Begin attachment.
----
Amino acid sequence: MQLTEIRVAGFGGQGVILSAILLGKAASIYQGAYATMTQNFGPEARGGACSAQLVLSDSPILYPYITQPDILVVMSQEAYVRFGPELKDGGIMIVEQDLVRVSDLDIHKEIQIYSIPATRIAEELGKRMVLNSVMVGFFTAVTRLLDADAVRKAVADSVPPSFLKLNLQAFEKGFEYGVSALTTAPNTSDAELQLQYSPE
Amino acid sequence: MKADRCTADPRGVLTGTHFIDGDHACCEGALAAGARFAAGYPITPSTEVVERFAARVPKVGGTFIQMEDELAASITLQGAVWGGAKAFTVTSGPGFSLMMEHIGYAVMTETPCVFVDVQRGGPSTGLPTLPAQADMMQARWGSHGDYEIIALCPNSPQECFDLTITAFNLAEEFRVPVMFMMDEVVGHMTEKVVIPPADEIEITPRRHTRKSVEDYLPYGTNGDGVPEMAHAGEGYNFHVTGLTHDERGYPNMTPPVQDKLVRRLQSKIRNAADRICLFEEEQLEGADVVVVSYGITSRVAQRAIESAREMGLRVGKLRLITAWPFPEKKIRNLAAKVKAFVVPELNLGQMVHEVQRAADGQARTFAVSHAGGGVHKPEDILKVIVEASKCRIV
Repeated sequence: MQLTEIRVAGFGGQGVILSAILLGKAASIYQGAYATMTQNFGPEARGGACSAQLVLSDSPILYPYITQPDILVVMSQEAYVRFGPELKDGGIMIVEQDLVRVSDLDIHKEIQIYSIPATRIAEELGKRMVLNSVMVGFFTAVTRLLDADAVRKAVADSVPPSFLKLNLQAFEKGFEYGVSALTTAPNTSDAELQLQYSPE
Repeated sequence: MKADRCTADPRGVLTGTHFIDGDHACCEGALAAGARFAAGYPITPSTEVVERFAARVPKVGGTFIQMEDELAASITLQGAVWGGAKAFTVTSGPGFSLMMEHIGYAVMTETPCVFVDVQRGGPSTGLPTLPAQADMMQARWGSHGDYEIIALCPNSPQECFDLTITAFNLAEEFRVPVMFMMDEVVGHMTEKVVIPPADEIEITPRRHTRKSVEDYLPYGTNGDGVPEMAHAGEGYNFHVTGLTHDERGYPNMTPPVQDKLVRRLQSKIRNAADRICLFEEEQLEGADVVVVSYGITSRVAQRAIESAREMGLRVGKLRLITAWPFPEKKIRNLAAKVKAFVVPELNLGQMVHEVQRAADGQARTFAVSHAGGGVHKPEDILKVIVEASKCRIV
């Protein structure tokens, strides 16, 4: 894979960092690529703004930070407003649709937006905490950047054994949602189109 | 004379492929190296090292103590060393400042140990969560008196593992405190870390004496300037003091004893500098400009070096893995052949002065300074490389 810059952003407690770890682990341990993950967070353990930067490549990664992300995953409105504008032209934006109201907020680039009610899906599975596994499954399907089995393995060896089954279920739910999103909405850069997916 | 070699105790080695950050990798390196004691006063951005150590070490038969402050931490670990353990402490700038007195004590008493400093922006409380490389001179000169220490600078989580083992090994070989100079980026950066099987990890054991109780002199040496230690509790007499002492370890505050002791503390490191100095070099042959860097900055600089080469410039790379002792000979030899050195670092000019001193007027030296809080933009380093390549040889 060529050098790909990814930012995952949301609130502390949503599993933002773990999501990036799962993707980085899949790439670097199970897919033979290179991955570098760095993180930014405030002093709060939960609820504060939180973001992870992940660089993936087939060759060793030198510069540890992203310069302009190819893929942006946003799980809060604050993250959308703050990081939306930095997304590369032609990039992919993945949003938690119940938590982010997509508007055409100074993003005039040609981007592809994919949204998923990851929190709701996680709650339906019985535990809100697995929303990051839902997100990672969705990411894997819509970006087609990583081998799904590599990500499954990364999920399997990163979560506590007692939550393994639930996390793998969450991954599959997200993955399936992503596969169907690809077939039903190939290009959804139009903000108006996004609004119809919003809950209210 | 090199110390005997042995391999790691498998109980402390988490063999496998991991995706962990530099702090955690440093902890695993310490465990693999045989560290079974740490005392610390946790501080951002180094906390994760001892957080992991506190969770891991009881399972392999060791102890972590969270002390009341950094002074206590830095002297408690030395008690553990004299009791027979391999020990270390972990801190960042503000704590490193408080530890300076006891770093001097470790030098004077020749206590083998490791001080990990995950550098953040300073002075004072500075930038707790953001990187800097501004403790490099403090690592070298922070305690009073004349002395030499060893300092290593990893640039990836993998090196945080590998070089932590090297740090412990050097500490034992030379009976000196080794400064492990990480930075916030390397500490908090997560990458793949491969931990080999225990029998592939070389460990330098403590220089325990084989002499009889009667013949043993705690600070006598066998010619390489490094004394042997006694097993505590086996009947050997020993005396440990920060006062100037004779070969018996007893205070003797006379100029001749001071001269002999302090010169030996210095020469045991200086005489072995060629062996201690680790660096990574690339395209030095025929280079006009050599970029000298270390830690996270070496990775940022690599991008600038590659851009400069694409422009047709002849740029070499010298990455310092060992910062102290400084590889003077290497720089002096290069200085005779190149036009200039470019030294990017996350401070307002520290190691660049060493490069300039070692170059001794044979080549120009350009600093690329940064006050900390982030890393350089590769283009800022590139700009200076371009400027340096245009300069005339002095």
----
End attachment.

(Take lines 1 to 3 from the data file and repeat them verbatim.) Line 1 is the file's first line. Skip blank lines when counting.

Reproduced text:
Amino acid sequence: MQLTEIRVAGFGGQGVILSAILLGKAASIYQGAYATMTQNFGPEARGGACSAQLVLSDSPILYPYITQPDILVVMSQEAYVRFGPELKDGGIMIVEQDLVRVSDLDIHKEIQIYSIPATRIAEELGKRMVLNSVMVGFFTAVTRLLDADAVRKAVADSVPPSFLKLNLQAFEKGFEYGVSALTTAPNTSDAELQLQYSPE
Amino acid sequence: MKADRCTADPRGVLTGTHFIDGDHACCEGALAAGARFAAGYPITPSTEVVERFAARVPKVGGTFIQMEDELAASITLQGAVWGGAKAFTVTSGPGFSLMMEHIGYAVMTETPCVFVDVQRGGPSTGLPTLPAQADMMQARWGSHGDYEIIALCPNSPQECFDLTITAFNLAEEFRVPVMFMMDEVVGHMTEKVVIPPADEIEITPRRHTRKSVEDYLPYGTNGDGVPEMAHAGEGYNFHVTGLTHDERGYPNMTPPVQDKLVRRLQSKIRNAADRICLFEEEQLEGADVVVVSYGITSRVAQRAIESAREMGLRVGKLRLITAWPFPEKKIRNLAAKVKAFVVPELNLGQMVHEVQRAADGQARTFAVSHAGGGVHKPEDILKVIVEASKCRIV
Repeated sequence: MQLTEIRVAGFGGQGVILSAILLGKAASIYQGAYATMTQNFGPEARGGACSAQLVLSDSPILYPYITQPDILVVMSQEAYVRFGPELKDGGIMIVEQDLVRVSDLDIHKEIQIYSIPATRIAEELGKRMVLNSVMVGFFTAVTRLLDADAVRKAVADSVPPSFLKLNLQAFEKGFEYGVSALTTAPNTSDAELQLQYSPE